The Secret to Cloth Diapering in the Child Care Setting

May working moms want to cloth diaper and they’re completely sold on it, until it comes time to think about childcare. If family will be taking care of baby, then it’s pretty easy to figure out (odds are grandma and grandpa are familiar with cloth diapering and will excited to see the spiffy new diapers out there!), but if you’re looking at a child care facility like the traditional day care, you might have some trouble. Have no fear! We have successfully had two children in daycare in cloth diapers for a little over two years now and I’m going to give you the secrets to making it work!

Secrets to Cloth Diapering in a Child Care Setting

Your first step is to chose daycare friendly diapers. All-in-ones or pre-stuffed pockets are just as easy to go on and come off as a disposable diaper. If you have a one-sized diaper, have it sized down beforehand. You’ll also need a really good wetbag. Planetwise bags are double lined and Alva’s have a loop that you can use to hand the bag on a hook. Make sure it zips so it closes completely. When you go to talk to your daycare provider, bring these things with you so that you can demonstrate.

Once you have daycare-friendly supplies, it’s time to tour your chosen daycare. Do not bring up cloth diapers as your first question. I know it’s important to you, but talk to them about their curriculum, caregivers, and enrichment activities; make sure it’s a good fit for you and your family. Once you’ve decided that you like this place, ask what their policies are on cloth diapers.

You’ll find that if you’ve established a good rapport during your initial talks and tour, many places are fairly open to the idea. Explain that you will be willing to demonstrate their use to any staff who is interested, and that they will not be expected to clean the diapers. You will take them home every night and bring clean ones in the morning. Be prepared for the workers to have never seen a cloth diaper before and be completely confused by them.

You should also be prepared that they may push back and say that cloth diapers are against state regulations. This is generally untrue. Here is a great resource to show if your state has regulations about cloth diapers, but you may want to look up your local child care licensing requirements and be familiar with them as well. If you are in Texas- the licensing requirements simply state that all dirty diapers must be kept in closed containers out of reach of children until then can be disposed of. If you supply a fully closing wet bag (hence zipper not drawstring) that the staff can keep out of reach (a hook or nail near the changing table can hold a bag with a handle) then you meet the requirements. Our children’s diapers have never been an issue when licensing has visited our day care center.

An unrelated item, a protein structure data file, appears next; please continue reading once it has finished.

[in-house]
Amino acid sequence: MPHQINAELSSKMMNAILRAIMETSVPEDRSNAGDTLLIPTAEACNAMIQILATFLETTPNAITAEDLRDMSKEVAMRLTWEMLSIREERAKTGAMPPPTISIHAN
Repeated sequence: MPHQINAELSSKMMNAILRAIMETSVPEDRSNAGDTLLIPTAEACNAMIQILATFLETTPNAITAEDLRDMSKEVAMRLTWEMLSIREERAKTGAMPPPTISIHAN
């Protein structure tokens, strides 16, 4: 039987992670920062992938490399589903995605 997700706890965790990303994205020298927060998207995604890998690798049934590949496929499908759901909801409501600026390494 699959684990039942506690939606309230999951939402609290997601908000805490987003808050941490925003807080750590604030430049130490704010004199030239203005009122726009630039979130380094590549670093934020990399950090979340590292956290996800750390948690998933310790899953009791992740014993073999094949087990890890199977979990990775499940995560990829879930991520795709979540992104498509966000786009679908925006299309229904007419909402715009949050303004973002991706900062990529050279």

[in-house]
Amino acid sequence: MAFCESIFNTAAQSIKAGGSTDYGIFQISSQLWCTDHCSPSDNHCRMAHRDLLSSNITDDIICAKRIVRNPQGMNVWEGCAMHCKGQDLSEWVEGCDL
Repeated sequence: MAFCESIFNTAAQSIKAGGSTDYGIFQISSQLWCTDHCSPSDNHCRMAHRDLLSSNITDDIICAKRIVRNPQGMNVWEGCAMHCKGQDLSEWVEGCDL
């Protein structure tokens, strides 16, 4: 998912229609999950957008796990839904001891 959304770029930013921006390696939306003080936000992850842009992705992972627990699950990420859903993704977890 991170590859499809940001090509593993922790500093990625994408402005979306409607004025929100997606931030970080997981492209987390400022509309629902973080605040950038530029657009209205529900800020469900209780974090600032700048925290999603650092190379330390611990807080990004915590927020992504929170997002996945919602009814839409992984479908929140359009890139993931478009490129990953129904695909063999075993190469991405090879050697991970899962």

Once your little one starts going to daycare you’ll want to bring a bag with all your clean, ready-to-use diapers (our boys usually went through 6-7 in a full day), a wet bag, a cloth-safe diaper cream, (we often use coconut oil), and several changes of clothes (like 4 or 5). It will take staff sometime to get used to cloth diapers, making them fit properly and knowing when they’re wet, so expect multiple leaks in those first few weeks, and if you have new staff.

An instructional PowerPoint for child care workers on the importance of hygiene and how to incorporate cloth diapers can be found here: Cloth Diapering in a Childcare Setting. I have presented this training to our church nursery and a version of it to the staff at our daycare as well. If you have any feedback, I’d love to hear it.

So there it is, the secret to a successful cloth diapering relationship with your child care center. Pack your diaper bag and lots of tissues, and good luck Momma!

What did you find to be most helpful in using cloth diapers in a daycare or child care center setting?


Leave a Reply

Fill in your details below or click an icon to log in: Logo

You are commenting using your account. Log Out / Change )

Twitter picture

You are commenting using your Twitter account. Log Out / Change )

Facebook photo

You are commenting using your Facebook account. Log Out / Change )

Google+ photo

You are commenting using your Google+ account. Log Out / Change )

Connecting to %s